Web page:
Every parent wants to see their children succeed and fly the coop at some point, and for young people, owning a home is a dream, a major step into adulthood and financial independence. However, while previous generations were able to easily secure mortgages from banks, now children are increasingly looking to the “Bank of Mum and Dad” (Bomad) to help them make that initial deposit. So much money has now passed from parents to children that the Bomad is now the ninth biggest lender in the UK?
There are many reasons why Bomad is necessary
When financial bodies ask why children are borrowing from their parents, they need to realise that there are several factors at play. Firstly, hundreds of thousands of young people are not entering full time work until at least 21 years old after a lifetime of education, ending with university. This means that savings for a house deposit are minimal if not non-existent. Secondly, demand is outstripping supply, so prices will rise based on the amount of potential home owners and the number of available homes. Young adults rely on gifts or loans from friends and family because they struggle to find ways of saving enough money in their 20s to early 30s.
House prices keep rising
The Bomad lent £6.5bn this year, helping to fund 26% of all UK property transactions. 79% of this money is going to first time buyers under 35 years old. What hasn’t helped is the growth in house prices, which grew to a figure of 7.3% in 2016, and lowered to 5.8% this year. Unfortunately, a rise is still a rise, which is outstripping interest rates for savings accounts and also comes at a time when the UK is experiencing a hefty wage slump. So not only do young adults have less time in work compared to their parents, but they aren’t paid as well and therefore have fewer chances to save for a deposit.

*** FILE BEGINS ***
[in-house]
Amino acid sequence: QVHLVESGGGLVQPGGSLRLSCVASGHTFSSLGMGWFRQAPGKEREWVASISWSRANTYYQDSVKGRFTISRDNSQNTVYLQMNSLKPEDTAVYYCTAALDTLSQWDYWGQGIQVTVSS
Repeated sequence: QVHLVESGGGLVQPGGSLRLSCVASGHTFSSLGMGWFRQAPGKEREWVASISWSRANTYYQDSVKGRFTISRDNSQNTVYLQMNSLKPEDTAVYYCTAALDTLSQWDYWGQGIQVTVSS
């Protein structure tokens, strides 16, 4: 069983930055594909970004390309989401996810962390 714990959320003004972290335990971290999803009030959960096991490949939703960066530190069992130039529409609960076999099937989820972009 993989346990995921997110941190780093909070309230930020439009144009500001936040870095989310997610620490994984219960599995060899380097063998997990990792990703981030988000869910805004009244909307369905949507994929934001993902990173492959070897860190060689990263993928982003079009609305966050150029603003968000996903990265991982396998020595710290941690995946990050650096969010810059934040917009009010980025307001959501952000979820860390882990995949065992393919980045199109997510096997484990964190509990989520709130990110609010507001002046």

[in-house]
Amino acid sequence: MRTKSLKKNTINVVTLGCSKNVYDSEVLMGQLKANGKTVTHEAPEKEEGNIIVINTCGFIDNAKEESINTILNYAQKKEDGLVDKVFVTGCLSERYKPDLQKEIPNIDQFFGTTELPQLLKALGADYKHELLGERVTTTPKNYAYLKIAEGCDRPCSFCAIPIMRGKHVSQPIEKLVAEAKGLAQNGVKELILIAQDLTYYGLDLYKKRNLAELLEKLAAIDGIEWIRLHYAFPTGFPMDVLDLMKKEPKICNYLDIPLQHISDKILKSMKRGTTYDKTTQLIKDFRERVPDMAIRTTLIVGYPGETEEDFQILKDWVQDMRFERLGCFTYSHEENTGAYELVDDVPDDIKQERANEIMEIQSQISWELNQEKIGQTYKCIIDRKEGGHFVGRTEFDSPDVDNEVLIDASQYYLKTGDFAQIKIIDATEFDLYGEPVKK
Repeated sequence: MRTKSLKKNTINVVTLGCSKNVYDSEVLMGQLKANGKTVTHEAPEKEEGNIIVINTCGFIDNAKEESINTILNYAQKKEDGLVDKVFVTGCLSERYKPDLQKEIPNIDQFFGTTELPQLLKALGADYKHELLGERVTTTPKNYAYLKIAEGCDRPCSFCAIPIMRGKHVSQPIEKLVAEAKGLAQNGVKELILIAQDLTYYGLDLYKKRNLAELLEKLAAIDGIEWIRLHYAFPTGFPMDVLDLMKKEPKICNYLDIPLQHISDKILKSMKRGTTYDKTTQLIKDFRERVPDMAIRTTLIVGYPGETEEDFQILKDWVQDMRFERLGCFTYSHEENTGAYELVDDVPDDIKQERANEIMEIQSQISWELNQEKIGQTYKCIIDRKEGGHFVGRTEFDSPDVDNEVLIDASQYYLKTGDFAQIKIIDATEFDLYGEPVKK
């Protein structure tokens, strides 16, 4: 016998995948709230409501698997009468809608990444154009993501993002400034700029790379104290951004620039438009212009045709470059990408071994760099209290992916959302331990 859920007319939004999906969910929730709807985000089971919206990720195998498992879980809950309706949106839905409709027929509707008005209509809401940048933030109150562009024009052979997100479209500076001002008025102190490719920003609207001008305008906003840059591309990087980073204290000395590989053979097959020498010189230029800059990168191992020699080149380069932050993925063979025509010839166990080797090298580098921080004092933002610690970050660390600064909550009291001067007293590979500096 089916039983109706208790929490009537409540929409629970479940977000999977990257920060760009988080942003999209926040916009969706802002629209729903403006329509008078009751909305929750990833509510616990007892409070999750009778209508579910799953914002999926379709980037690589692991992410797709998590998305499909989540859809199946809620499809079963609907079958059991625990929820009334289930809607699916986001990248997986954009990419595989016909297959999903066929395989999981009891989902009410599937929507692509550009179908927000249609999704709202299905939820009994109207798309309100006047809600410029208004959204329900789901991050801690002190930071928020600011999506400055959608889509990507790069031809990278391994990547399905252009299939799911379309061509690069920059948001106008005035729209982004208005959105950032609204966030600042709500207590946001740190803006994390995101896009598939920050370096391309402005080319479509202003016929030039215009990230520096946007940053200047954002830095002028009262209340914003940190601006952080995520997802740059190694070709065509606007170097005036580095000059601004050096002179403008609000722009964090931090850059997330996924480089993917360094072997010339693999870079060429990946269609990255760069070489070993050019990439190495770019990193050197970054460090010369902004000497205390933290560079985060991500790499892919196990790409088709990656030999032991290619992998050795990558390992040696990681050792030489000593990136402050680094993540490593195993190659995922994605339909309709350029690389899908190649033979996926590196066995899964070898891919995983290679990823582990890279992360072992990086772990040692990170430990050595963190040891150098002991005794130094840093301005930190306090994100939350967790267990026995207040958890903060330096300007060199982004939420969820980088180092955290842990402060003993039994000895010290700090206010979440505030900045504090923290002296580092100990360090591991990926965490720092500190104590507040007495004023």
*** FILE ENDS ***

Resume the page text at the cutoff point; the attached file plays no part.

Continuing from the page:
More parents own their own homes
The amount of parents of young adults coming into retiring age who own their own homes outright is at a first-time high against borrowers, with 7.4million households owner-occupied and the mortgage completely paid off. These parents then have the cash to be able to lend to their children as they no longer pay a mortgage. News outlets have noted that parents offer fixed sums, rarely dependent on the location and ignore the regional variations in property prices. Because parents own their own homes, they’re more likely to tolerate children living there throughout their 20s to save for a first house.
Need help in securing a lender? Grange Mortgages offer expert advice from a team with years of experience dealing with mortgages, and have a dedicated administration unit that will be with you right from that first step, up to the day you grab the keys and move in. Call us today on 01604 877999 to see how we can help you.